Fifteen people in West Philadelphia overdosed on what is thought to be a combination of crack cocaine and the synthetic opioid fentanyl over the weekend, city officials said.
Most of the patients told doctors they thought they were using solely crack cocaine. But the overdose symptoms they experienced fit the profile of opioid use, "which raises the concern of possible adulteration with fentanyl," the Philadelphia Department of Public Health wrote in an alert sent to health providers around the city. Emergency responders also said it took more doses of Narcan, the overdose-reversing drug, than usual to revive patients, another hallmark of a fentanyl overdose.
Though none of the 15 people died, many victims had "near fatal outcomes," including cardiac arrest, the department said.
Fentanyl contamination in the drug supply has been a growing concern, but the powerful opioid is more commonly used to cut heroin. It's unclear whether drug dealers are mixing cocaine and fentanyl on purpose or accidentally, or whether drug users are intentionally combining both drugs for a stronger high. In the weekend's overdose cases, victims appeared unaware they could have ingested an opioid, officials said.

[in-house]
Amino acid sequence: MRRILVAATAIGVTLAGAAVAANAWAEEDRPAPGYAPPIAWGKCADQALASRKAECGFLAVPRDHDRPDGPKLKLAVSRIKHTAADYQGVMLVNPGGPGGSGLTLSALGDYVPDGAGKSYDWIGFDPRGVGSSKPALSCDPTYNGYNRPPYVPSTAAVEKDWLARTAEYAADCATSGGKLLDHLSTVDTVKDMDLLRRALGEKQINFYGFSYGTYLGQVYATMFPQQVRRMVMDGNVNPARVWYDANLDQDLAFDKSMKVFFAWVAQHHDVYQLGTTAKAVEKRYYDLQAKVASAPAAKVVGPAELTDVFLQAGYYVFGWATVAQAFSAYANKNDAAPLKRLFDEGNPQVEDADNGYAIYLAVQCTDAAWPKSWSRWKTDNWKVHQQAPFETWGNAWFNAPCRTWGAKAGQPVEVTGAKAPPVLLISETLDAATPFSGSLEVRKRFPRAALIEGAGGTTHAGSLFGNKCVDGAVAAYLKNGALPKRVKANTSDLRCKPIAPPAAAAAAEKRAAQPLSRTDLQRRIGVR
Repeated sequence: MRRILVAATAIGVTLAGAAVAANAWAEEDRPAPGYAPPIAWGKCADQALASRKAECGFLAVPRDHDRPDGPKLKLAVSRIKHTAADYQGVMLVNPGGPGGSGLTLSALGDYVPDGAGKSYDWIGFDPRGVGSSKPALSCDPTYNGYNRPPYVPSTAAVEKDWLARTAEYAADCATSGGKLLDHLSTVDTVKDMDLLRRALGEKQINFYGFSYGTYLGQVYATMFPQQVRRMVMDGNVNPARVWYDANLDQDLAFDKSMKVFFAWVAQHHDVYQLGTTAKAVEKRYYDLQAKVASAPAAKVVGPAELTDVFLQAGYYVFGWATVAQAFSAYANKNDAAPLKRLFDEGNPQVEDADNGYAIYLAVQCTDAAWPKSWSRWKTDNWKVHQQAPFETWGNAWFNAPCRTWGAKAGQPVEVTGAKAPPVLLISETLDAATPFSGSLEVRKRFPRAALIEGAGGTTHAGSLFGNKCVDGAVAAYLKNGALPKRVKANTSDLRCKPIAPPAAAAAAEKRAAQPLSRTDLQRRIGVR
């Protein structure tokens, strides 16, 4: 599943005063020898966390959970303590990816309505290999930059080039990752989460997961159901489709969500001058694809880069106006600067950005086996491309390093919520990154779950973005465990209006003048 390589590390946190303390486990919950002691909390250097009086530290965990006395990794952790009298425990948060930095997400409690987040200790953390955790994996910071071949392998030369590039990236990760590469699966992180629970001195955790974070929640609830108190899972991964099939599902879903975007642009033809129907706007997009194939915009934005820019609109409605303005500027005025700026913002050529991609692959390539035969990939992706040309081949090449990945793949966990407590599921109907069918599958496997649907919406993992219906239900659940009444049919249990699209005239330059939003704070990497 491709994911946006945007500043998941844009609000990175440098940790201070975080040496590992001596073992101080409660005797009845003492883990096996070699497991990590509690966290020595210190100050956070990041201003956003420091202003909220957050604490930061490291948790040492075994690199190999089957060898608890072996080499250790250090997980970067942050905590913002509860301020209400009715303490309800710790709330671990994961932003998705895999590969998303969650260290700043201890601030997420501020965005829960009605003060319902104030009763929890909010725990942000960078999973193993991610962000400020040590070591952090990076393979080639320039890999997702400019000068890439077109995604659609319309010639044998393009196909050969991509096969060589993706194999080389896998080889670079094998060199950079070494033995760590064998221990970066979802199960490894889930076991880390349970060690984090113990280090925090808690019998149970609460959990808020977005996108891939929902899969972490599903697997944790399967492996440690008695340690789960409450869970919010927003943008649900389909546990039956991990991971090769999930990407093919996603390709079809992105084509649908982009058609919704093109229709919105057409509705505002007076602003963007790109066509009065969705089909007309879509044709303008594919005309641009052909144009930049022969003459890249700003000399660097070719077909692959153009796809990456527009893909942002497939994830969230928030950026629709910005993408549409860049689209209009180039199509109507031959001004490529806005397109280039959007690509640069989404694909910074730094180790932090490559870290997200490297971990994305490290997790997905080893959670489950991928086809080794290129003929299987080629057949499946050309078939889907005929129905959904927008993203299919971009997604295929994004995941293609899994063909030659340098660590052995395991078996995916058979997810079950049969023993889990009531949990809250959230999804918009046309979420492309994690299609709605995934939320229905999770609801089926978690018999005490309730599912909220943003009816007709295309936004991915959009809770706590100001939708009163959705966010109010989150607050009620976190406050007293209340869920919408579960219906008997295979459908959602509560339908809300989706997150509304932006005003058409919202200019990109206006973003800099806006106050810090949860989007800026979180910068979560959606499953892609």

"Cocaine relapse is scary enough and can be deadly," said Anna Rose Childress, research professor with the University of Pennsylvania's Center for Studies on Addiction. Introducing fentanyl to the mix means "you might be having a relapse that is not cocaine only. It's really, really important to try to maintain treatment, and essentially get on the path to recovery. It's more important than it ever has been for the cocaine community."
Cocaine-related deaths are on the rise: overdoses involving cocaine spiked by 52 percent across the country between 2015 and 2016. A study published this year by researchers from the U.S. Substance Abuse and Mental Health Services Administration noted that opioids were likely behind rising cocaine overdose deaths between 2000 and 2015, with more people overdosing with both drugs in their system.